As Jesus’ followers, we must stay focused on the core message, the central meaning of this season: the birth of Jesus, the Messiah, Emmanuel, the Son of God, the Savior of the world, the Word made flesh, that God became a human being in Jesus of Nazareth.

One of the traditional things we do at Christmas is to exchange gifts.  Is this appropriate?  Absolutely.  After-all, Jesus was God’s gift to the world.  And the Magi brought gifts to the Christ-child.  But we can also get overwhelmed with the expense and pressure of gift buying and giving.   Children can have unrealistic expectations about gifts.

Parents can feel tremendous guilt, competition and the burden of buying the newest and most popular gifts.  Today we are going to take a new look at an old idea, simple gifts.

There is an old Shaker song: It’s a Gift to be Simple.  Someone revised the words years ago.  “It's a gift to be simple; it's a gift to be kind. It's a gift to smile and to share a happy mind.  It's a gift from the Father when we go on our way, with a joyful song at the start of the day.  But the gift to be simple and the gift to be kind, are the gifts which only a very few will find. Yet these gifts from the Father can be found every day, if we look to him and his will we obey.  Love! Love! It's a gift to be kind. It's a gift when we smile, when we share a happy mind.  Love! Love! We go on our way, with a joyful song at the start of the day.  Love! Love! It's a gift to be kind. It's a gift when we smile, when we share a happy mind. Love! Love! We go on our way, with a joyful song at the close of the day.”

Simplicity.   What does this mean to you?   Simplicity, according to the Bible, is rooted in some basic convictions.  It’s believing that everything belongs to God, that everything you are and everything you have is a gift of God, being truly thankful for God’s grace, understanding that you are dependent upon God for each breath you take and each day you live, knowing that you are to take care for your possessions, but not to be possessed by them, not to become a slave to material things, and trusting that God desires for you to share your resources with others.

The biblical understanding of simplicity means that people are more important than things, that you measure your value, your self-worth on being a child of God, not by the material things you own.   It affirms that whether you live or die, you belong to God who loves you, who created you, who knows you, who forgave you on the cross and who will bring you to be with Him in the life to come.  It reminds us that we came into this world with nothing and that we will die with nothing.

Is it possible to simplify your Christmas?   Well, I don’t know, what do you think?  I think so. I hope so.  Our scripture passage gives us reason to pause.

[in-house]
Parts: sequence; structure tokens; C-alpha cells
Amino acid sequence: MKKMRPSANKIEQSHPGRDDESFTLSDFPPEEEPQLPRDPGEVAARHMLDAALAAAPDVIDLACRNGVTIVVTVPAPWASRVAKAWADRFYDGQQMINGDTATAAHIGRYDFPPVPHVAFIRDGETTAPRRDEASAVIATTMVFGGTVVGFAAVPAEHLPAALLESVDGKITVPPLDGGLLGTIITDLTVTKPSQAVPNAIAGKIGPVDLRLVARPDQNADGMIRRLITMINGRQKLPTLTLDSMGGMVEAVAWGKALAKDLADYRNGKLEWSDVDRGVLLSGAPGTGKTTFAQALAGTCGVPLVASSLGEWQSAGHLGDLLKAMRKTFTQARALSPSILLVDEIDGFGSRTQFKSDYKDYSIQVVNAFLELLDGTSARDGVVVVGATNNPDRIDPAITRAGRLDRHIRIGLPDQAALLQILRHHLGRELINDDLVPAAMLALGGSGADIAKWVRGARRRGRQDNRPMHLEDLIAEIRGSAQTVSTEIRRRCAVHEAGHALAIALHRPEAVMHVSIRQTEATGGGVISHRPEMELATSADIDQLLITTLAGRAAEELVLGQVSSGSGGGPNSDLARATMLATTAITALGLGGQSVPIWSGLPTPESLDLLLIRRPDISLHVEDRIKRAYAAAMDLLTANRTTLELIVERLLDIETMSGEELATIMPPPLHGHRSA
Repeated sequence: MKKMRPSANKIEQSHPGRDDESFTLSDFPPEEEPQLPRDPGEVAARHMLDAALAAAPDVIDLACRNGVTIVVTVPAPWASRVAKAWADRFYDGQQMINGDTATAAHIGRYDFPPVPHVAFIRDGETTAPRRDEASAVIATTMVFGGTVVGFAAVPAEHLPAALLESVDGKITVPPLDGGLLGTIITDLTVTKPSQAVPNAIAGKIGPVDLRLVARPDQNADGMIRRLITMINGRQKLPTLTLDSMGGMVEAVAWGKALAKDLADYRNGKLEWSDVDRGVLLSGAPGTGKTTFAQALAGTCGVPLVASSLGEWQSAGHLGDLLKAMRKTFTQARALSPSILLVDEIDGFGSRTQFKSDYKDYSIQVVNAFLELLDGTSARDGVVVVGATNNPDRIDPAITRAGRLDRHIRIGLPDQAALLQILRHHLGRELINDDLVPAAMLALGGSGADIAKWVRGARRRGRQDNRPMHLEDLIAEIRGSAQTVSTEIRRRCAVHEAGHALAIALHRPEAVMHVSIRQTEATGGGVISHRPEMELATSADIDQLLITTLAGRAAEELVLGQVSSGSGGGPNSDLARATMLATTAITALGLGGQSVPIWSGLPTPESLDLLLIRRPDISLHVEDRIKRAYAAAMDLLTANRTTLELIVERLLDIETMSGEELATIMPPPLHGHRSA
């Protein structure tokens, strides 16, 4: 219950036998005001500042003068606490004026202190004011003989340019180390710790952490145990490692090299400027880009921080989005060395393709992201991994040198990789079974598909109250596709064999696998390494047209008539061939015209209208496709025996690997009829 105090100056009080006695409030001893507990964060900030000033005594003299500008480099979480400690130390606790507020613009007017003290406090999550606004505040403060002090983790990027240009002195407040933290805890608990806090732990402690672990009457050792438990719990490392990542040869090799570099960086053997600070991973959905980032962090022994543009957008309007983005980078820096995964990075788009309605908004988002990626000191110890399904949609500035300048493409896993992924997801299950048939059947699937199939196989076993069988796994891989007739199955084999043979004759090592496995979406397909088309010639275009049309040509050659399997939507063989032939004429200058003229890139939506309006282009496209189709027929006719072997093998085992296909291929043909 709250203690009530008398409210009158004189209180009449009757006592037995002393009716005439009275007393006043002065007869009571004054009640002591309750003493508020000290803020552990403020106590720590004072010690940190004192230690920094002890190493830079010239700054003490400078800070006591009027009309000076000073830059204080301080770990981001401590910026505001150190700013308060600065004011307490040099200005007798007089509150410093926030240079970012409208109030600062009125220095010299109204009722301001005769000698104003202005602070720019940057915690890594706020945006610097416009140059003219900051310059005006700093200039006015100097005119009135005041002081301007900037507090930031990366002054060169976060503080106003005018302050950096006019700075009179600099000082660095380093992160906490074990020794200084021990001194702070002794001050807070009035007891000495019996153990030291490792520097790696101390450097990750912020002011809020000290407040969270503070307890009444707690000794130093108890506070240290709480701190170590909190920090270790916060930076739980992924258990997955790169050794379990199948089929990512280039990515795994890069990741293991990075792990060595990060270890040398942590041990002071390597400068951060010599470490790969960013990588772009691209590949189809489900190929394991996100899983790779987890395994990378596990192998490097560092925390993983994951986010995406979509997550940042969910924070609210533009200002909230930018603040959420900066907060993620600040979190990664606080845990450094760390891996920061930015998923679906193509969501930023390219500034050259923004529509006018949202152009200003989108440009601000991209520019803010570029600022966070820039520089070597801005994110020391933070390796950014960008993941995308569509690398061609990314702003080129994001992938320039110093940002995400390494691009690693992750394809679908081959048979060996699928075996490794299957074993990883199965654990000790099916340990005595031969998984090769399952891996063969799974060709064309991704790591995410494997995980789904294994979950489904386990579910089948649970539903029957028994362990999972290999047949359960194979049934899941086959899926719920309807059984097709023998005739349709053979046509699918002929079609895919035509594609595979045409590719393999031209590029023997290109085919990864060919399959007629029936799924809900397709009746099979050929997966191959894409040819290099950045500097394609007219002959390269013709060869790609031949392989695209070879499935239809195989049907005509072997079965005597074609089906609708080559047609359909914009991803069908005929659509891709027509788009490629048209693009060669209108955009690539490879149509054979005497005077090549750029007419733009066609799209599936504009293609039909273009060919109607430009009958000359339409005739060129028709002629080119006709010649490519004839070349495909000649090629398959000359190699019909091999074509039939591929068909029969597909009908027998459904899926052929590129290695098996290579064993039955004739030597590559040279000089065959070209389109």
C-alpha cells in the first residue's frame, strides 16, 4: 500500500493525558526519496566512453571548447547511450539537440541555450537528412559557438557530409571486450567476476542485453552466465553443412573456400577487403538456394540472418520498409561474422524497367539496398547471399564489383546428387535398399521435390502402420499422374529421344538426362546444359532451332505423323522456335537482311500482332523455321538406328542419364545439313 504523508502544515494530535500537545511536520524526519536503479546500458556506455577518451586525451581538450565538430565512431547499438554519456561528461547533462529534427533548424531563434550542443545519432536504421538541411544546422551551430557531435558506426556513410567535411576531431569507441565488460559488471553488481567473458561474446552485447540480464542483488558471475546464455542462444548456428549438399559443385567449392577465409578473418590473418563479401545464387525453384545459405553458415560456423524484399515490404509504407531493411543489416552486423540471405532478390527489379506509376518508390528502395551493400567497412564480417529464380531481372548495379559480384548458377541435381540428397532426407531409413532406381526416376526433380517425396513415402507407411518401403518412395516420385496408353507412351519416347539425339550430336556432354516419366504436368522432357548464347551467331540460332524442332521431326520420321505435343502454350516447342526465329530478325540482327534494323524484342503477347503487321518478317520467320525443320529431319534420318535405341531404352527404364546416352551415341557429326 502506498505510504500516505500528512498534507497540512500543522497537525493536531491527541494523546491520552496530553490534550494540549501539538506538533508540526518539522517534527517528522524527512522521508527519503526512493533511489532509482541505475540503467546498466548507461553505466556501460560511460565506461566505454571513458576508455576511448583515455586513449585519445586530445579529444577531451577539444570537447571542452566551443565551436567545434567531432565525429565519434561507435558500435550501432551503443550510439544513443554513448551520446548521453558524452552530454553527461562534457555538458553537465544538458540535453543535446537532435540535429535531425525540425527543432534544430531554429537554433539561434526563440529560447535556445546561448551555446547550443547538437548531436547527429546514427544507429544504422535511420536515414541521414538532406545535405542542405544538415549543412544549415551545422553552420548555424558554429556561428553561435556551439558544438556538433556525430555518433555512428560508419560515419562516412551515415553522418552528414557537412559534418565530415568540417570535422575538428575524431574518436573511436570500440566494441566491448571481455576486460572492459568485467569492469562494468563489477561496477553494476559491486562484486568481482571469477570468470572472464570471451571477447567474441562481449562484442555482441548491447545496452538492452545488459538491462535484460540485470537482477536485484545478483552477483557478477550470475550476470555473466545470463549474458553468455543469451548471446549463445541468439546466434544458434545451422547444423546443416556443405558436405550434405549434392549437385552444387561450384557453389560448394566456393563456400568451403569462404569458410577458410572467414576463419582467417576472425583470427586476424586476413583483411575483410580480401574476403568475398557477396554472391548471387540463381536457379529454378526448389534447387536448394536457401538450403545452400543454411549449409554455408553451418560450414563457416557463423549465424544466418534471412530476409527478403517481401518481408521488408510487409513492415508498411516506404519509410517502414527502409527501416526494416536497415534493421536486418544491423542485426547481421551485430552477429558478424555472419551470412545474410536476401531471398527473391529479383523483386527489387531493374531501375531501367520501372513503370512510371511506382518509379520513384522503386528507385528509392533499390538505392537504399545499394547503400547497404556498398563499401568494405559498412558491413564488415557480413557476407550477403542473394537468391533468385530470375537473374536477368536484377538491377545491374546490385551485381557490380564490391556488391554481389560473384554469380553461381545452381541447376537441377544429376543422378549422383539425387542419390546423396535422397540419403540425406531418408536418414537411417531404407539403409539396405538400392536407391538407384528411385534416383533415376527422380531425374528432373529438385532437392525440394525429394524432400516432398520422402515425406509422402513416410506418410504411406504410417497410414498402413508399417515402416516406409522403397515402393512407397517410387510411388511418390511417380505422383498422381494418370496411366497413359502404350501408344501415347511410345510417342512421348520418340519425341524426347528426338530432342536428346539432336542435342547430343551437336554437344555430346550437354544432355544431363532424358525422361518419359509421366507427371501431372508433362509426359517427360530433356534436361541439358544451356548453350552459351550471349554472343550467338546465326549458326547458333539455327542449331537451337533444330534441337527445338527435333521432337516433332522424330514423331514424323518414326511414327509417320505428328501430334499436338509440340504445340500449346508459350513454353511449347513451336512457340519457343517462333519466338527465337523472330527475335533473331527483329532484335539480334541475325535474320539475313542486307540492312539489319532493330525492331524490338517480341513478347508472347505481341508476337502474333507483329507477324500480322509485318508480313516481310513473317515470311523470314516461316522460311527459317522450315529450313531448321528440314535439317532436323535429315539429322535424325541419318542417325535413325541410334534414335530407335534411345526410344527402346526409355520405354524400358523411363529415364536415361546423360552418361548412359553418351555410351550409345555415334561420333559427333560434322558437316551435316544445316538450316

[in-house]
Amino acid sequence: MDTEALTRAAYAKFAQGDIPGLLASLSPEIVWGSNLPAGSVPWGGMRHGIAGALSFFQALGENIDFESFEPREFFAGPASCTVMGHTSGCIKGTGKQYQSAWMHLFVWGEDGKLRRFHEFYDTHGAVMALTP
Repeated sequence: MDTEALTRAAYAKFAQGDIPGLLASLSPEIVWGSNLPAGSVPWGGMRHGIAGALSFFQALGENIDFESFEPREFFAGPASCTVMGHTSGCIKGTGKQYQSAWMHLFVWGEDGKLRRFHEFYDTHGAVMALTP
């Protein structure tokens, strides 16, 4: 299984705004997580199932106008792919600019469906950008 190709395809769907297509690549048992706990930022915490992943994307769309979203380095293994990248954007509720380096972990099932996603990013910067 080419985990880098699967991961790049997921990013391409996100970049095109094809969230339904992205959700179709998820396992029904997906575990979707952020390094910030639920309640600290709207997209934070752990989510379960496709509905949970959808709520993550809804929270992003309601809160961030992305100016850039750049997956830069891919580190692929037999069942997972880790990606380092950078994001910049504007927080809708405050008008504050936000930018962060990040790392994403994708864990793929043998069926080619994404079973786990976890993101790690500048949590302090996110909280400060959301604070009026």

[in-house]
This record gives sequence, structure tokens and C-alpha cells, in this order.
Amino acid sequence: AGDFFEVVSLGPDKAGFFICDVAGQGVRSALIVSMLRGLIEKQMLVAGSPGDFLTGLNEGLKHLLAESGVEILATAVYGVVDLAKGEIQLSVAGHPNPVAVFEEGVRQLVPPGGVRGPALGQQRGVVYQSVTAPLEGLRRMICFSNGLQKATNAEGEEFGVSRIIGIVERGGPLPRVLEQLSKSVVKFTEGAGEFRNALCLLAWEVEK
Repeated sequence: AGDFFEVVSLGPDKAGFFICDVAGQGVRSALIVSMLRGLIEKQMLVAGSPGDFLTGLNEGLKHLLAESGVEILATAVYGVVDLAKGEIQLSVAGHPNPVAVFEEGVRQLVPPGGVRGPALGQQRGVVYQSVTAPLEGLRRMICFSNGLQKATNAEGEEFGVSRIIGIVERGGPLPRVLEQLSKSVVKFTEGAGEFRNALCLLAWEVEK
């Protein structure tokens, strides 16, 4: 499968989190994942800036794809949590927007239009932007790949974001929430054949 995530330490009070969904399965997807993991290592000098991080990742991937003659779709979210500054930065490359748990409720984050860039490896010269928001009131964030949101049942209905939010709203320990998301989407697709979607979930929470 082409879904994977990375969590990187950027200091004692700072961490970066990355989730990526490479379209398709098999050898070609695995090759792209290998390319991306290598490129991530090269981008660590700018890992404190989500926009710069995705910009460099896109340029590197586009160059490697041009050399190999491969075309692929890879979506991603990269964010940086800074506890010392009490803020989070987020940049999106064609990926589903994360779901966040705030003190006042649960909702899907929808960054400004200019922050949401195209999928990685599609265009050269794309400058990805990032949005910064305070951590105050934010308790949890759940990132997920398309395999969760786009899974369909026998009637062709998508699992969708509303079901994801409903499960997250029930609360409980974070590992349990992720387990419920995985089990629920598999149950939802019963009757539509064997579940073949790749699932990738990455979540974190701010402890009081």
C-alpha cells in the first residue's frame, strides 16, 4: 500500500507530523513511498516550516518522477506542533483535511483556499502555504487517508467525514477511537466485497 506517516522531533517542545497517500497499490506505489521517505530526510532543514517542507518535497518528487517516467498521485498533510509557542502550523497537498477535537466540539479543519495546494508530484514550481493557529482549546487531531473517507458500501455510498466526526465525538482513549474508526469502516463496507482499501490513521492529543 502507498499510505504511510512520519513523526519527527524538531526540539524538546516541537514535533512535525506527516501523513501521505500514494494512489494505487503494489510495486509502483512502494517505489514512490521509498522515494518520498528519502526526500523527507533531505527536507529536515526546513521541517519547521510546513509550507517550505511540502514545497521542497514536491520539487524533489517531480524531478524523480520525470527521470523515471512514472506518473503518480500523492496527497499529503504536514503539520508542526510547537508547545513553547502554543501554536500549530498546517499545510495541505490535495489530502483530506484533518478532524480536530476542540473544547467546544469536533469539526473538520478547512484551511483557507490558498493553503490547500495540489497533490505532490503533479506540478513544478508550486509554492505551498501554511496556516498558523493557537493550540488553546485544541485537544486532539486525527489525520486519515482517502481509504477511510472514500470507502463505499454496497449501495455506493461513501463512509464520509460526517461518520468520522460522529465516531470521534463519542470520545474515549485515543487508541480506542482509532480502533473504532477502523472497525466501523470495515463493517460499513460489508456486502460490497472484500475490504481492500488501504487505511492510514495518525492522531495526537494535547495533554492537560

In the letter to the church at Philippi the apostle Paul expresses his heart-felt thanks to the people of the church.  Philippi was not a wealthy church.  The gift would have been modest – a little money, personal letters, some food, medicine, some clothing.  Paul is deeply moved.  He writes: I have been paid in full; I have received more than enough, “I am fully satisfied now that I have received the gifts you sent.”  He describes the gifts as a “fragrant offering, a sacrifice acceptable and pleasing to God.”  The church gave him gifts in gratitude for Paul's ministry.

What is God’s word today about simple gifts in this Advent-Christmas season?  I believe God is saying pay extra attention to people.  Spend time with them; take time to listen, to see, to feel this Christmas.

First, make a list of some people in your life.   You know the song: “He’s making a list, checking it twice.”  Making lists is traditional at Christmas!  Think about close people, your wife or husband, your children, your grandchildren, your parents, your grandparents, your aunts or uncles, your brothers and sisters, your friends, a neighbor, or a colleague at work.

But what about people you wouldn’t normally include: your dentist or doctor or accountant or lawyer, your dermatologist or acupuncturist, your barber or hair-stylist, a police officer or firefighter, someone in the military, a teacher, a favorite waiter or waitress, the people who pick up your trash, your gardener, your computer technician, a cashier at the grocery store, your auto mechanic or plumber or electrician, your mail carrier, the teller at your bank or babysitter.   Our lives unquestionably are far richer because of the support and services of these people.  God brings some truly remarkable people into our lives on a regular basis.   And we know we sometimes take these people for granted.